After successfully implementing lean principles in manufacturing, Solar Turbines took them to product development processes, reducing firefighting and boosting development velocity. LEI’s Chet Marchwinski recently talked about the effort with Solar Products Manager Howard Kinkade.
Q: What was the business problem Solar Turbines was addressing with lean product and process development (LPPD) principles?
Howard: Like many organizations, our lean journey started in manufacturing. A little over 10 years ago, I was working in the product development group under a new director. He had recognized that our new product introduction process was excellent and produced great results, but every once in a while, it fell short in some areas, maybe with schedule, maybe with some of our expenditures, cost management, things of that nature. "We applied these tools to the next engine enhancement program and it accelerated from two years to 17-to-18 months."
He asked, “Do we want to continue to expand our NPI book and make it any thicker?” We found as the book got thicker, performance didn't necessarily improve. He read Lean Product and Process Development. He also read The Toyota Product Development System. Of course, I had homework. I had to do the same reading.
We then reflected and asked ourselves, “Do we want to experiment with this?” I certainly said, “Yes.” It was pretty exciting for me. Our initial focus was on velocity. It was pretty simple. We didn't take too big of a bite. We focused on velocity.
We connected value-stream mapping of recent development programs and started applying tools like obeya and front-loading. The simple applications of those tools yielded great results. (See charts above -Ed.) For example, our typical engine enhancement program might be two years from development to test. We applied these tools to the next engine enhancement program and it accelerated from two years to 17-to-18 months.
Q: One of the most successful experiments was in workflow management to level the work and improve the value-stream flow. What did the team do? What were those results?
Howard: We had been on the journey for probably about eight, 10 years and something kept coming up in all of our workshops. We had problems with our workflow management. It showed up in value-stream maps -- and I think many of the people out there have played with this -- it showed up as waiting. Our flows weren't synchronized.
We borrowed from a trick that manufacturing uses called kanban -- a pull system. We identified that in order for us to get better and enable more lean activities, we needed to get our workflow management under control. We applied kanban in a pull system to the workplace. Great results so far.
Q: Can you tell us about an experiment that didn't go so well and, more importantly, what you learned?
Howard: Well, most experiments, if not all of them, have been wildly successful, but there's always something we learn. I can think of one right now that we struggled with a long time. In our workflow management system -- and I always ask this question -- if you prioritize half the work, how much work have you prioritized? Some people say none of it, and that's what I used to say. Someone gave me a witty answer once and said, “You’ve prioritized half of it, but the lower half.”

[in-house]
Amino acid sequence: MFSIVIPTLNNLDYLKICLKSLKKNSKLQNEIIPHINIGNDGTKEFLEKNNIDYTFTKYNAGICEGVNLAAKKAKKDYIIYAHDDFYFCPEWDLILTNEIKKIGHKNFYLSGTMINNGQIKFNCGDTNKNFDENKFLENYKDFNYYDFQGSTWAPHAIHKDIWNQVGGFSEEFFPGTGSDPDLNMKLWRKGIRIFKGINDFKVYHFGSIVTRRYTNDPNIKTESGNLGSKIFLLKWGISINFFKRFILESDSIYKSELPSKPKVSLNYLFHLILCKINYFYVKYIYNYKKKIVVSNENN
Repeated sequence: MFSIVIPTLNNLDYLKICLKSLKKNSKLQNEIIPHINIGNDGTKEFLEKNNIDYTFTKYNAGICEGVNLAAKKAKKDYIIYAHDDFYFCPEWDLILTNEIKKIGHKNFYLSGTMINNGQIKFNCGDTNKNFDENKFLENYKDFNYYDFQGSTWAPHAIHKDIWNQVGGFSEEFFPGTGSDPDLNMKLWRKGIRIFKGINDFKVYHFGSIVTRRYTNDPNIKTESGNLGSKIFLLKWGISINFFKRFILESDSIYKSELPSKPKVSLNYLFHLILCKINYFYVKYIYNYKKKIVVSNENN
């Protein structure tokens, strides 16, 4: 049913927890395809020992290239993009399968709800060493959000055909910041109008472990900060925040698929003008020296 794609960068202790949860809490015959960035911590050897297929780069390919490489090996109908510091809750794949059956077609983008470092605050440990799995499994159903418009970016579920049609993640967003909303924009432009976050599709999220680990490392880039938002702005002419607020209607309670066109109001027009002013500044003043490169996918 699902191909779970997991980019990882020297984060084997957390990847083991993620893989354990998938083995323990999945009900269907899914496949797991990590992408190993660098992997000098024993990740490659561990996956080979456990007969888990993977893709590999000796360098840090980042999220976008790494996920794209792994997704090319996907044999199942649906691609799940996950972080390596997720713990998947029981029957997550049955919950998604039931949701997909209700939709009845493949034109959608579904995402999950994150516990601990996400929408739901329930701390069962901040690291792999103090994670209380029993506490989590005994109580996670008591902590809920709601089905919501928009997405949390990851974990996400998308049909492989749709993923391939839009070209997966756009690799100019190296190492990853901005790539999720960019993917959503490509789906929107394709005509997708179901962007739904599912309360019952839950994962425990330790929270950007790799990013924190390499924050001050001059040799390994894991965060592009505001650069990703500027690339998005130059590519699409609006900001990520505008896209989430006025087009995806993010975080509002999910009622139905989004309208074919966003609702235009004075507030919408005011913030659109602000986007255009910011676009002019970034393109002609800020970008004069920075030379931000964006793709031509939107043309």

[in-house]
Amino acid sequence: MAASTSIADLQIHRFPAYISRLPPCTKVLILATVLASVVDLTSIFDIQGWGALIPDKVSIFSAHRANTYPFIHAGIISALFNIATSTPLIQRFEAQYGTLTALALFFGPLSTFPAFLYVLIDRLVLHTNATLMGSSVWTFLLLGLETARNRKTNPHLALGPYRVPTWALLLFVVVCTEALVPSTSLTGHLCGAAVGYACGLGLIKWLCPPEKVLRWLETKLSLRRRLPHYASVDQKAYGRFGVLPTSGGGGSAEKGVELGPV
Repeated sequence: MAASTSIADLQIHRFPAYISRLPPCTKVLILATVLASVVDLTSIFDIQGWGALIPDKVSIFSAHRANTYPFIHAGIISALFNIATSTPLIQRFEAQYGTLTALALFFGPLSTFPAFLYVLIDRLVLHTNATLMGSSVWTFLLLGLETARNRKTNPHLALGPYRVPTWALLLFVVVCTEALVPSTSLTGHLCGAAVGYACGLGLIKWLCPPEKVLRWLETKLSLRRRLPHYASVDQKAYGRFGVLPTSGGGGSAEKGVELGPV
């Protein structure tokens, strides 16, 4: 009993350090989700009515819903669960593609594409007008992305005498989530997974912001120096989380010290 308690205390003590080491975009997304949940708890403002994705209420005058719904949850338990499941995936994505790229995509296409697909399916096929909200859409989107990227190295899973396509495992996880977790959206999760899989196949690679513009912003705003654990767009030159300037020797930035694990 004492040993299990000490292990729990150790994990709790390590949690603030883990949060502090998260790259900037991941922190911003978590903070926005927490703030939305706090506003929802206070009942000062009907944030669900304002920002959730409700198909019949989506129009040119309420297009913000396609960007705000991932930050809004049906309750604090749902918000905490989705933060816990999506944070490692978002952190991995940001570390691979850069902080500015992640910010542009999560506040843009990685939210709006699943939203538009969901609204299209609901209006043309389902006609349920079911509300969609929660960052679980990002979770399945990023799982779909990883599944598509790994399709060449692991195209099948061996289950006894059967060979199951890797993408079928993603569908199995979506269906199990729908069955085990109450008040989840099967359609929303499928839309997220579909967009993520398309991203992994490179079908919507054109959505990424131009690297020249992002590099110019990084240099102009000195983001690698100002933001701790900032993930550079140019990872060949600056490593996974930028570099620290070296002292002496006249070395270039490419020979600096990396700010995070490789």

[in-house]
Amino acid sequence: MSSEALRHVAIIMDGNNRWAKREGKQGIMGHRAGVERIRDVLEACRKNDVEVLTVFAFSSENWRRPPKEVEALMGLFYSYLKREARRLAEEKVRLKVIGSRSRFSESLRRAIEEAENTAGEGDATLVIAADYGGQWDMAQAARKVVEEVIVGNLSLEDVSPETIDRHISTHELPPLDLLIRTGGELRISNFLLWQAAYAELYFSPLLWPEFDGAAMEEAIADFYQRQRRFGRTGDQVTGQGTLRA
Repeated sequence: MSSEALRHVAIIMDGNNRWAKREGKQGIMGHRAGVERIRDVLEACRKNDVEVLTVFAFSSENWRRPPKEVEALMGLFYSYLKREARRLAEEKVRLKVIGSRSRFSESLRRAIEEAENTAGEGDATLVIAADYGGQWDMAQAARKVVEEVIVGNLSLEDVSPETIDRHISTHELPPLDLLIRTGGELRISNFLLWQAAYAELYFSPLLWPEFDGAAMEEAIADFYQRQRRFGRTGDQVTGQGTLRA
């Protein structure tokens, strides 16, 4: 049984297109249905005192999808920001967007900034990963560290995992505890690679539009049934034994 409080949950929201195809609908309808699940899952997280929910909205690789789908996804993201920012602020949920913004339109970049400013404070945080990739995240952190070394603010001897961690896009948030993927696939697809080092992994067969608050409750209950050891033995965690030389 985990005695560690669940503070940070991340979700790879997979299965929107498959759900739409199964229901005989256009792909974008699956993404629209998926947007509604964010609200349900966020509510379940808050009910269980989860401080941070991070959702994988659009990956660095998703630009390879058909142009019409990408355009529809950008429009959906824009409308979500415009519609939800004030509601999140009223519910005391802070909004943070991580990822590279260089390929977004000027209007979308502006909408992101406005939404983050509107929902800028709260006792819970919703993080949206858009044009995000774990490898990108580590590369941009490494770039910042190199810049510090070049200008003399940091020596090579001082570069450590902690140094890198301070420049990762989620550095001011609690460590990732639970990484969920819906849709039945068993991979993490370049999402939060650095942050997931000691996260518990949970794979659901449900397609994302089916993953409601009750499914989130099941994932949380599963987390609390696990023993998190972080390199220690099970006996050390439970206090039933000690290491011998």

Our goal was to create a prioritization system where we didn't prioritize part of the work. We prioritized all the work. It didn't matter what it was; we'd be able to prioritize across the different types of work. Our prioritization system had to be quite extensive to deal with lots of different business needs.
We kept finding that one problem was our training. When we put training efforts into the prioritization system, they were always at the bottom. We kept playing with the algorithm, but every time we changed the algorithm, we’d create some other problems.
Then we finally took a step back and said, “We're doing training wrong. We know training is healthy for business, and we need to invest in it. Let's determine what percentage of our investment should always go to training.”
We set aside a training bucket, and we allow each of the managers to spend that portion of it that's theirs to develop their tools, processes, and people. They can go ahead and create cards for training and pull the amount as long as they don't exceed the budget. This allows them to manage the development of their people, and it solved one of our biggest problems in prioritization.
Q: You're working with lean product and process development. Has it changed behaviors in the ways people manage and lead?
Howard: You can mechanistically use lean tools and get results. But I found after three or four years, a lot of these process improvements disappeared. We realized that we didn't have the cultural values, behaviors, and thinking to sustain the gains.
The real “aha” moment was: It's not the tools. We always say that. Everyone says that. It's not the tools, but sometimes you have to use the tools to go on the learning journey. In the last couple years in gas compressor engineering, a new director decided that he wanted to focus on the culture. He works on what are the behaviors, the values, and the cultural statement that we want to lead by. This focus on cultural values and behaviors has now enabled the tools to be more successful. I would say the tools help with the learning, but they don't change your culture. Your culture needs to change and then the tools become highly effective.